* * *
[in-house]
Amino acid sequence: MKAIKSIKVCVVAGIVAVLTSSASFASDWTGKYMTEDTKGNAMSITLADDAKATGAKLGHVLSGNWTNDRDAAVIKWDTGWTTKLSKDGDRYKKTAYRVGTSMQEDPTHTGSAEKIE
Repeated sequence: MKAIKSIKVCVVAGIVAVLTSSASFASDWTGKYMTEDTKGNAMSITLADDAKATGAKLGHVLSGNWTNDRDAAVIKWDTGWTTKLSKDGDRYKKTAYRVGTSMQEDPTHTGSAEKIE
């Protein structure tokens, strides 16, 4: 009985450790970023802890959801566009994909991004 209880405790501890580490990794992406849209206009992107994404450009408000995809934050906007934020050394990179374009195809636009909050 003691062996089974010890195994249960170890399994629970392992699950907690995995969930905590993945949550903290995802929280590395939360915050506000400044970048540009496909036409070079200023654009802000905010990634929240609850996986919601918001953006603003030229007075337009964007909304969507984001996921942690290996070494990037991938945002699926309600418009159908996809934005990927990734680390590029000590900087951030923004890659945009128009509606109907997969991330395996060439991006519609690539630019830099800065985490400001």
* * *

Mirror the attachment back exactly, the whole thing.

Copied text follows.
[in-house]
Amino acid sequence: MKAIKSIKVCVVAGIVAVLTSSASFASDWTGKYMTEDTKGNAMSITLADDAKATGAKLGHVLSGNWTNDRDAAVIKWDTGWTTKLSKDGDRYKKTAYRVGTSMQEDPTHTGSAEKIE
Repeated sequence: MKAIKSIKVCVVAGIVAVLTSSASFASDWTGKYMTEDTKGNAMSITLADDAKATGAKLGHVLSGNWTNDRDAAVIKWDTGWTTKLSKDGDRYKKTAYRVGTSMQEDPTHTGSAEKIE
């Protein structure tokens, strides 16, 4: 009985450790970023802890959801566009994909991004 209880405790501890580490990794992406849209206009992107994404450009408000995809934050906007934020050394990179374009195809636009909050 003691062996089974010890195994249960170890399994629970392992699950907690995995969930905590993945949550903290995802929280590395939360915050506000400044970048540009496909036409070079200023654009802000905010990634929240609850996986919601918001953006603003030229007075337009964007909304969507984001996921942690290996070494990037991938945002699926309600418009159908996809934005990927990734680390590029000590900087951030923004890659945009128009509606109907997969991330395996060439991006519609690539630019830099800065985490400001």